The smouldering ruins of a child’s bike lies amongst a property lost to bushfires in the Mid North Coast region of NSW last month.
Living in a bushfire-prone area means every decision - from plants to parking spots to holidays - is shaped by fire risk. We live and die by the advice we are given, and the advice we ignore.
A hollow-log coffin painted with Dhal̲waŋu clan Octopus, Perahu Hull, Anchor and Coral Sunset motifs at Gurrumuru against a coral sunset on the horizon.
Photo: Aaron Corn
Yothu Yindi's music introduced the world to the Yolŋu clan traditions of northeast Arnhem Land. But few listeners know these songs echo long histories of engagement with Southeast Asian visitors.
A portrait of George Eliot at 30 by Alexandre-Louis-François d'Albert-Durade. Her masterpiece Middlemarch is often claimed to be the greatest novel in the English language.
Henry James called her a 'great, horse-faced bluestocking'. On the 200th anniversary of her birth, we celebrate George Eliot, a literary trailblazer with an endless appetite for ideas, living in a patriarchal time.
In ancient China, India and the Middle East, the art of eyebrow threading was popular. It is now enjoying a resurgence.
Moulding eyebrows to make a statement is nothing new. A journey through history, across Asia, Europe, the Middle East and the United States, shows some of the highs and lows of brow fashion.
A British Pattern 1907 bayonet with leather scabbard.
There is no weapon more visceral than the bayonet. It encourages an intimate form of killing, and during WW1, Australia troops plunged, parried and stabbed with great vigour.
NASA ‘could not imagine the radical effect of seeing the Earth’ from the moon. In the face of a climate catastrophe, we all need to step back and see the Earth again.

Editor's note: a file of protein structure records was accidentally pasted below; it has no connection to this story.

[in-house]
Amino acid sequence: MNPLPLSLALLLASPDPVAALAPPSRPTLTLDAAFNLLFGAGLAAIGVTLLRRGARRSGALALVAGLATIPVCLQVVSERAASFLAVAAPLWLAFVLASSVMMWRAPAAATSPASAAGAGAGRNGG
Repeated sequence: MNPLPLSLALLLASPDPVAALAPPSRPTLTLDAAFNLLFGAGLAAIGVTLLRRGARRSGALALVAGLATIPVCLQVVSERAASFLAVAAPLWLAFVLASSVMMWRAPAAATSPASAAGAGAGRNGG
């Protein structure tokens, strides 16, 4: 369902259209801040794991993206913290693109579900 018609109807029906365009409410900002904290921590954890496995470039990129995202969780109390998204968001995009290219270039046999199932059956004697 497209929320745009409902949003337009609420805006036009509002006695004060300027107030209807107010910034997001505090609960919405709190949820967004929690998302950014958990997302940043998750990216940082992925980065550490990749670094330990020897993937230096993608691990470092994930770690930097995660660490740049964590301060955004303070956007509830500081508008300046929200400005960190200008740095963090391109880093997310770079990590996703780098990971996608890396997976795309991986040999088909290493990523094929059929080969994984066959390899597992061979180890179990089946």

Historical perspective can offer much in this time of ecological crisis,. Many historians are reinventing their traditional scales of space and time to tell different kinds of stories that recognise the unruly power of nature.
Ubud is host to expat yogis, digital nomads and a writers’ festival.
The road to three writers' festivals in three weeks prompts reflection on authors liberated by road trips - and those sharing the journey now.
Berry, and other tourist towns, are out of step with modern museum curation which is trying to include Aboriginal communities and their stories.
Away from the state capitals, small museums are out of step with big city curators - presenting tourists with stories that give a blinkered view of local history.
It is impossible to fully capture the landscape of the Flinders Ranges in one image. Spanning 400km, it is constantly changing.
The Flinders Ranges in South Australia is Adnyamathanha Country. A country of 600 million-year-old fossils and 45,000-year-old living culture.
Simone Biles is the greatest gymnast the world has ever seen – but she is also unlike any other athlete the sport has known.
Simone Biles enters the 2019 World Gymnastics Championships already with the most all-around gold medals ever. The greatest of all time, she has changed the sport forever.